Hochschild says “The real problem is not conflict minerals, but the fact that Congo’s long-suffering people reap only a tiny share of their country’s vast wealth.”  As stated earlier, I think the a major reason for why Congolese are not reaping the rewards of the mineral wealth is because of the ongoing war, which the country has experienced since the mid 1990s.

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Pray the Devil Back to Hell

On Monday night, I attended a viewing of the documentary, Pray the Devil Back to Hell.  The movie, which won Best Documentary at the 2008 Tribeca Film Festival, is an emotional and empowering piece about the Liberian civil war and a group of women who came together to advocate for peace. The peace movement brings Christian and Muslim women together to support a common cause. Led by Leymah Gbowee, the women are successful in pressuring the Liberian government to attend peace talks. When the peace talks are stalled, the women stage a protest until an agreement is made.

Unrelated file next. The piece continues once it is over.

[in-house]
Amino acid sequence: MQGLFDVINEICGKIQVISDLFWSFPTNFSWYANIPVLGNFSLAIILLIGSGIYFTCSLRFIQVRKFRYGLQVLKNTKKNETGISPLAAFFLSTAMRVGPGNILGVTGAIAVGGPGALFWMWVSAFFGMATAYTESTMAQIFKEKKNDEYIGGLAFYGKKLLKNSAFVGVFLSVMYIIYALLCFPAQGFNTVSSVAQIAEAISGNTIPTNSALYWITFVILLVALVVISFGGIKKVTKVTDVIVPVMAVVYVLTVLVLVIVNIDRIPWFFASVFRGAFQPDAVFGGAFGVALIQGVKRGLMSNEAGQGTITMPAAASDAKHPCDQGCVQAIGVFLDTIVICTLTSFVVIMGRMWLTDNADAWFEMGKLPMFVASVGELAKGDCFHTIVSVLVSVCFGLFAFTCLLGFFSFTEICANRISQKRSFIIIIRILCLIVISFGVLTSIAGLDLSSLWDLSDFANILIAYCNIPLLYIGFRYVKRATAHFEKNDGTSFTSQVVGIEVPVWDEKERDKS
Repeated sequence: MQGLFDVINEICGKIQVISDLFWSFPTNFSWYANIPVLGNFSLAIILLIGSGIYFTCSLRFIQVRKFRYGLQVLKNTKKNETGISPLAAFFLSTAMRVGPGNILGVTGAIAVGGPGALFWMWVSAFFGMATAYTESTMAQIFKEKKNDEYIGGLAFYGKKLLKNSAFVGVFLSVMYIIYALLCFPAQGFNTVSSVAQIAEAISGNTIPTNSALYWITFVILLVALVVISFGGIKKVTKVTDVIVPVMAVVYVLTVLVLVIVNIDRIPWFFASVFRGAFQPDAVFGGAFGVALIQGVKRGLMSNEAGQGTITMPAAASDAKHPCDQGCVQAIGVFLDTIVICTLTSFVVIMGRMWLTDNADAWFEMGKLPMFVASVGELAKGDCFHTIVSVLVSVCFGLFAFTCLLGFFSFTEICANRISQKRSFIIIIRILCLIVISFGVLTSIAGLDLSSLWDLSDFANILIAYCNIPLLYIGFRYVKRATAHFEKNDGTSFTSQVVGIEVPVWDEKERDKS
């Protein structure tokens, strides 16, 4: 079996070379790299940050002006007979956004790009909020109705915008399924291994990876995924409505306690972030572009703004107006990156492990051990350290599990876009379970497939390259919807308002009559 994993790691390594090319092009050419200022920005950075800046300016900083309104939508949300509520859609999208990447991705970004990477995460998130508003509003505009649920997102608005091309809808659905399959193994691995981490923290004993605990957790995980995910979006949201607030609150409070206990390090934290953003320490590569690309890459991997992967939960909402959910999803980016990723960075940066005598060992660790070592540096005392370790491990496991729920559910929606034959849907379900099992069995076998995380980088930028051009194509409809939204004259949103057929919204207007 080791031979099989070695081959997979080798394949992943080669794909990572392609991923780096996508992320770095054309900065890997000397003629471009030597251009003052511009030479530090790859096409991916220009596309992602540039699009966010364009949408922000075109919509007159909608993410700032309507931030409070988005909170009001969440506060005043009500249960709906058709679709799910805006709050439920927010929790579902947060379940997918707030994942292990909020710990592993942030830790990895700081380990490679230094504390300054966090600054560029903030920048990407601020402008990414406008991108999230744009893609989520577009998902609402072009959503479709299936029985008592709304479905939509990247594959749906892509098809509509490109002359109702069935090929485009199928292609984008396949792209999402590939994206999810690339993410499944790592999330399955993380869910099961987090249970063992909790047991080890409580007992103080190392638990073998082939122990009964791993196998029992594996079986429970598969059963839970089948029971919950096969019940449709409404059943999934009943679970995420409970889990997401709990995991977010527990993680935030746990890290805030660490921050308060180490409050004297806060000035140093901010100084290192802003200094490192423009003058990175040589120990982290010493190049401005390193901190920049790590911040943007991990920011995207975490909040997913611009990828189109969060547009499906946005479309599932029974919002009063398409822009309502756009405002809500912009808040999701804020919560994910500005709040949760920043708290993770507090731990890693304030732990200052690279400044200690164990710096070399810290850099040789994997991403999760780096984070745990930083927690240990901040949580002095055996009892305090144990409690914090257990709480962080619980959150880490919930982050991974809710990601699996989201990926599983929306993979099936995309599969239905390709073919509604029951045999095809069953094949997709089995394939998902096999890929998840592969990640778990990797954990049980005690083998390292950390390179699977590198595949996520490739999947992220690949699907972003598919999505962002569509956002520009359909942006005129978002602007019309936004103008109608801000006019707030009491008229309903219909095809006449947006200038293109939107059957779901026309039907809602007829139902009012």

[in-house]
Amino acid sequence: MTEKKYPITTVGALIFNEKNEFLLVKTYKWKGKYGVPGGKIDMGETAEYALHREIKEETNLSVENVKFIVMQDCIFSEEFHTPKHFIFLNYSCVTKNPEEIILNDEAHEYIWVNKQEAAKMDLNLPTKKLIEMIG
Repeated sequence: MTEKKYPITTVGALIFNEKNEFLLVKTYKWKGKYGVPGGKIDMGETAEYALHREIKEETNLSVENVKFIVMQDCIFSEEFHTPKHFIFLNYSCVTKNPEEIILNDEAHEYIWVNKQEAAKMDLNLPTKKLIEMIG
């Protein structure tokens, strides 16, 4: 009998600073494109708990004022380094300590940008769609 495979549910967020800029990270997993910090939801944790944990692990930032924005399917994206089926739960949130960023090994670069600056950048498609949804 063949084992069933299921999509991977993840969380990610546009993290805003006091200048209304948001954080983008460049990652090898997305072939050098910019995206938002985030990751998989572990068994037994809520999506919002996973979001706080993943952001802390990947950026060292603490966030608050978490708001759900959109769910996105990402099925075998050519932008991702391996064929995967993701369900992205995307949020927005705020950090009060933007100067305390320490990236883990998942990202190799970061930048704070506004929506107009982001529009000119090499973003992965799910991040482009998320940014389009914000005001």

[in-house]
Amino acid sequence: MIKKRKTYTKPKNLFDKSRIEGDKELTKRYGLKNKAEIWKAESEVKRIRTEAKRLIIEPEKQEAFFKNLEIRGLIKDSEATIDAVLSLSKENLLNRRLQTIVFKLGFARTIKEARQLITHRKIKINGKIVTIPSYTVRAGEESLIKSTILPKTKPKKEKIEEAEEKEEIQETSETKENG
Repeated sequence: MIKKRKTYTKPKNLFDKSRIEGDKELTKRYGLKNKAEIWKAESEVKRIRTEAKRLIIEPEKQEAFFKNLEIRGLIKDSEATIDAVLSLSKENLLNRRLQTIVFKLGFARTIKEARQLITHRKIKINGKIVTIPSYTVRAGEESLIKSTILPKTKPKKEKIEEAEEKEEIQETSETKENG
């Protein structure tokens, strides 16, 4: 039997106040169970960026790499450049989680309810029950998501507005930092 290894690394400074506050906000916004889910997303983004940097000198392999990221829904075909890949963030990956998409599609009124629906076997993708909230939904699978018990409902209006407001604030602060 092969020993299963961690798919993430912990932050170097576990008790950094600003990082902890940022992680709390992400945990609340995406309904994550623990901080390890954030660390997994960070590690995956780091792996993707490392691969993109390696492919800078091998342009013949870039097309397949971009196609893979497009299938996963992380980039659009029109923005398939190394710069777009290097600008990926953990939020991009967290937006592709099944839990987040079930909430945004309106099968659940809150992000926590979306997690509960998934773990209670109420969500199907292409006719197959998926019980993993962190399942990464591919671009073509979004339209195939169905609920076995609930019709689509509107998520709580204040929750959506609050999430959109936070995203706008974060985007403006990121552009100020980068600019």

These women mobilized and brought positive change to their country. As a result of their actions, peace was achieved and the first female president in Africa, Ellen Johnson-Sirleaf was elected.

This documentary so epitomizes the famous quote by Margaret Mead that states, “Never doubt that a small group of thoughtful, committed citizens can change the world. Indeed, it is the only thing that ever has.”   

I loved the song “Djoyigbe” that played during the end credits. It is a beautiful song that was written by Blake Leyh and Angelique Kidjo.  Listen here.

I hope that what these women have done for their country is never forgotten.  Other women should look to them for inspiration and realize that change is possible- whether on a small scale or a big one.

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10 Interesting Nigerian Facts

The Atlanta Post did a list of 10 Things You Could Learn from a Nigerian that provided highlights of some the great achievements and accomplishments of Nigerians. This includes owning Gatwick Airport in the UK and the successful career of R&B start Sade (real name Helen Folasade Adu) In a follow-up on our coverage of Nigerian Independence, it is fitting to see other ways in which Nigerians are contributing around the globe.

CLICK HERE to see the full article